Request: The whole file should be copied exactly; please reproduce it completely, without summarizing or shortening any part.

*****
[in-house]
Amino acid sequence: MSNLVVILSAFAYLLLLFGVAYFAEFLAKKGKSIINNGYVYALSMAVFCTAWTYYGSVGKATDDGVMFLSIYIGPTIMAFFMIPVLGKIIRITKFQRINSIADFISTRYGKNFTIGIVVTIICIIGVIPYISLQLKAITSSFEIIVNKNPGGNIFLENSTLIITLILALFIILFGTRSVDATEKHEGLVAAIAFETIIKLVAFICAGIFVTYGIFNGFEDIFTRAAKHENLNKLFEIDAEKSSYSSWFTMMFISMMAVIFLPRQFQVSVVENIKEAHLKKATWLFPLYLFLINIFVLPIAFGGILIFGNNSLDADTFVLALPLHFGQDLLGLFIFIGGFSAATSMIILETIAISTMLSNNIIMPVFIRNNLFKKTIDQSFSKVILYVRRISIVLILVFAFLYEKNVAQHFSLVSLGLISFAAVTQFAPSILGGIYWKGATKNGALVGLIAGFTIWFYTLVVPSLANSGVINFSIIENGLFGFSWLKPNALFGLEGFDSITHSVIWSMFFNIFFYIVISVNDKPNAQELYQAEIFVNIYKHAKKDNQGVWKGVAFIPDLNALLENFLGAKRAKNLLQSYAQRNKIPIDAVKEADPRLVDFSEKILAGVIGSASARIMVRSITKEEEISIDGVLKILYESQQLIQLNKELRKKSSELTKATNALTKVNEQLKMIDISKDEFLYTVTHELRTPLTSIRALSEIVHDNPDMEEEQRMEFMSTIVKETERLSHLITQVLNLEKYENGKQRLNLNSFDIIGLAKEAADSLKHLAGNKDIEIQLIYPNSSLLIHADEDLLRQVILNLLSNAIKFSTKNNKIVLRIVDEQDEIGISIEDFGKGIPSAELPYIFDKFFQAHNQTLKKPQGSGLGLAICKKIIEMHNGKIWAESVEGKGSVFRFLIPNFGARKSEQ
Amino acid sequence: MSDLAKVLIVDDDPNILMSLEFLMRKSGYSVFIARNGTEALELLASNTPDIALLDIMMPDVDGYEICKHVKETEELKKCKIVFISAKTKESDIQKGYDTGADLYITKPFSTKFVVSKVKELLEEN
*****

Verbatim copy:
[in-house]
Amino acid sequence: MSNLVVILSAFAYLLLLFGVAYFAEFLAKKGKSIINNGYVYALSMAVFCTAWTYYGSVGKATDDGVMFLSIYIGPTIMAFFMIPVLGKIIRITKFQRINSIADFISTRYGKNFTIGIVVTIICIIGVIPYISLQLKAITSSFEIIVNKNPGGNIFLENSTLIITLILALFIILFGTRSVDATEKHEGLVAAIAFETIIKLVAFICAGIFVTYGIFNGFEDIFTRAAKHENLNKLFEIDAEKSSYSSWFTMMFISMMAVIFLPRQFQVSVVENIKEAHLKKATWLFPLYLFLINIFVLPIAFGGILIFGNNSLDADTFVLALPLHFGQDLLGLFIFIGGFSAATSMIILETIAISTMLSNNIIMPVFIRNNLFKKTIDQSFSKVILYVRRISIVLILVFAFLYEKNVAQHFSLVSLGLISFAAVTQFAPSILGGIYWKGATKNGALVGLIAGFTIWFYTLVVPSLANSGVINFSIIENGLFGFSWLKPNALFGLEGFDSITHSVIWSMFFNIFFYIVISVNDKPNAQELYQAEIFVNIYKHAKKDNQGVWKGVAFIPDLNALLENFLGAKRAKNLLQSYAQRNKIPIDAVKEADPRLVDFSEKILAGVIGSASARIMVRSITKEEEISIDGVLKILYESQQLIQLNKELRKKSSELTKATNALTKVNEQLKMIDISKDEFLYTVTHELRTPLTSIRALSEIVHDNPDMEEEQRMEFMSTIVKETERLSHLITQVLNLEKYENGKQRLNLNSFDIIGLAKEAADSLKHLAGNKDIEIQLIYPNSSLLIHADEDLLRQVILNLLSNAIKFSTKNNKIVLRIVDEQDEIGISIEDFGKGIPSAELPYIFDKFFQAHNQTLKKPQGSGLGLAICKKIIEMHNGKIWAESVEGKGSVFRFLIPNFGARKSEQ
Amino acid sequence: MSDLAKVLIVDDDPNILMSLEFLMRKSGYSVFIARNGTEALELLASNTPDIALLDIMMPDVDGYEICKHVKETEELKKCKIVFISAKTKESDIQKGYDTGADLYITKPFSTKFVVSKVKELLEEN